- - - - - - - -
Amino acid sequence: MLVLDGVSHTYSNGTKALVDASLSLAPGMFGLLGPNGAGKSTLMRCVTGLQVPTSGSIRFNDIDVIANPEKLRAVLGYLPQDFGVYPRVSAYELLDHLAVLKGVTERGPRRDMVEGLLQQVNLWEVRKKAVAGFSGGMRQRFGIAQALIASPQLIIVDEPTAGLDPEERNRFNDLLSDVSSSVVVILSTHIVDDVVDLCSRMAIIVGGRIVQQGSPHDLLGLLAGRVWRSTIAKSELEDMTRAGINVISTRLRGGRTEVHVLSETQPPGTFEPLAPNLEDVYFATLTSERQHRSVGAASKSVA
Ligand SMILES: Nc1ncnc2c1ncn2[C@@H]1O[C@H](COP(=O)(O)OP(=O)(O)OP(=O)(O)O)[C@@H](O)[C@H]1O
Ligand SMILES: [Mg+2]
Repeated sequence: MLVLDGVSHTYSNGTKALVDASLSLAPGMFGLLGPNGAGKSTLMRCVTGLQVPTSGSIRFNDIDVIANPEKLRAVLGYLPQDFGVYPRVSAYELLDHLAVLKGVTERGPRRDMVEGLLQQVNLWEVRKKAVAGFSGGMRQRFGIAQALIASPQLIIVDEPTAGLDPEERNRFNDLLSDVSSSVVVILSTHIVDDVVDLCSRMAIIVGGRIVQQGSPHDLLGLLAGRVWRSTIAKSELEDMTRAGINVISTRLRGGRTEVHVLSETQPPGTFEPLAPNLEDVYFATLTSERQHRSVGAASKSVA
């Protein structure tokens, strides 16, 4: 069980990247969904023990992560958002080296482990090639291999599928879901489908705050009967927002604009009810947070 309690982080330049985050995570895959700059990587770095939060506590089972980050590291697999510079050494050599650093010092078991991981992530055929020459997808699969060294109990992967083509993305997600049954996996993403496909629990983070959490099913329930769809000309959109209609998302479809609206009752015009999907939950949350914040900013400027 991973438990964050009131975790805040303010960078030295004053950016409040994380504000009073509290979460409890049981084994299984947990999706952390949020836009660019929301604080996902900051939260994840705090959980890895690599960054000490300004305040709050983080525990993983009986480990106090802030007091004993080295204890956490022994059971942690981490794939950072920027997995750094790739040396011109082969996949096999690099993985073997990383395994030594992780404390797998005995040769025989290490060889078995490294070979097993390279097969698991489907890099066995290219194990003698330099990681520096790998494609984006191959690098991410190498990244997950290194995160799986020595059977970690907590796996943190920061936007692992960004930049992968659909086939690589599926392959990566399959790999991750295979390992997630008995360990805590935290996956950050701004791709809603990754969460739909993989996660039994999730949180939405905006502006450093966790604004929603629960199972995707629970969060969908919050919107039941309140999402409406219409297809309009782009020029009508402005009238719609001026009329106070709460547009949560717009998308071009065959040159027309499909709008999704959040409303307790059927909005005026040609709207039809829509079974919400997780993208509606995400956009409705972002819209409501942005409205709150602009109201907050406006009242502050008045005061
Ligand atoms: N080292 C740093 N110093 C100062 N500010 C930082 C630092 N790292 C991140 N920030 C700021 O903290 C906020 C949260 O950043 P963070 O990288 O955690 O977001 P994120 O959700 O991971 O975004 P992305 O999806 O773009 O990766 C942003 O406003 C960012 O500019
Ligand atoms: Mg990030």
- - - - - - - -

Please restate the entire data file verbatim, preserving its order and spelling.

Amino acid sequence: MLVLDGVSHTYSNGTKALVDASLSLAPGMFGLLGPNGAGKSTLMRCVTGLQVPTSGSIRFNDIDVIANPEKLRAVLGYLPQDFGVYPRVSAYELLDHLAVLKGVTERGPRRDMVEGLLQQVNLWEVRKKAVAGFSGGMRQRFGIAQALIASPQLIIVDEPTAGLDPEERNRFNDLLSDVSSSVVVILSTHIVDDVVDLCSRMAIIVGGRIVQQGSPHDLLGLLAGRVWRSTIAKSELEDMTRAGINVISTRLRGGRTEVHVLSETQPPGTFEPLAPNLEDVYFATLTSERQHRSVGAASKSVA
Ligand SMILES: Nc1ncnc2c1ncn2[C@@H]1O[C@H](COP(=O)(O)OP(=O)(O)OP(=O)(O)O)[C@@H](O)[C@H]1O
Ligand SMILES: [Mg+2]
Repeated sequence: MLVLDGVSHTYSNGTKALVDASLSLAPGMFGLLGPNGAGKSTLMRCVTGLQVPTSGSIRFNDIDVIANPEKLRAVLGYLPQDFGVYPRVSAYELLDHLAVLKGVTERGPRRDMVEGLLQQVNLWEVRKKAVAGFSGGMRQRFGIAQALIASPQLIIVDEPTAGLDPEERNRFNDLLSDVSSSVVVILSTHIVDDVVDLCSRMAIIVGGRIVQQGSPHDLLGLLAGRVWRSTIAKSELEDMTRAGINVISTRLRGGRTEVHVLSETQPPGTFEPLAPNLEDVYFATLTSERQHRSVGAASKSVA
């Protein structure tokens, strides 16, 4: 069980990247969904023990992560958002080296482990090639291999599928879901489908705050009967927002604009009810947070 309690982080330049985050995570895959700059990587770095939060506590089972980050590291697999510079050494050599650093010092078991991981992530055929020459997808699969060294109990992967083509993305997600049954996996993403496909629990983070959490099913329930769809000309959109209609998302479809609206009752015009999907939950949350914040900013400027 991973438990964050009131975790805040303010960078030295004053950016409040994380504000009073509290979460409890049981084994299984947990999706952390949020836009660019929301604080996902900051939260994840705090959980890895690599960054000490300004305040709050983080525990993983009986480990106090802030007091004993080295204890956490022994059971942690981490794939950072920027997995750094790739040396011109082969996949096999690099993985073997990383395994030594992780404390797998005995040769025989290490060889078995490294070979097993390279097969698991489907890099066995290219194990003698330099990681520096790998494609984006191959690098991410190498990244997950290194995160799986020595059977970690907590796996943190920061936007692992960004930049992968659909086939690589599926392959990566399959790999991750295979390992997630008995360990805590935290996956950050701004791709809603990754969460739909993989996660039994999730949180939405905006502006450093966790604004929603629960199972995707629970969060969908919050919107039941309140999402409406219409297809309009782009020029009508402005009238719609001026009329106070709460547009949560717009998308071009065959040159027309499909709008999704959040409303307790059927909005005026040609709207039809829509079974919400997780993208509606995400956009409705972002819209409501942005409205709150602009109201907050406006009242502050008045005061
Ligand atoms: N080292 C740093 N110093 C100062 N500010 C930082 C630092 N790292 C991140 N920030 C700021 O903290 C906020 C949260 O950043 P963070 O990288 O955690 O977001 P994120 O959700 O991971 O975004 P992305 O999806 O773009 O990766 C942003 O406003 C960012 O500019
Ligand atoms: Mg990030």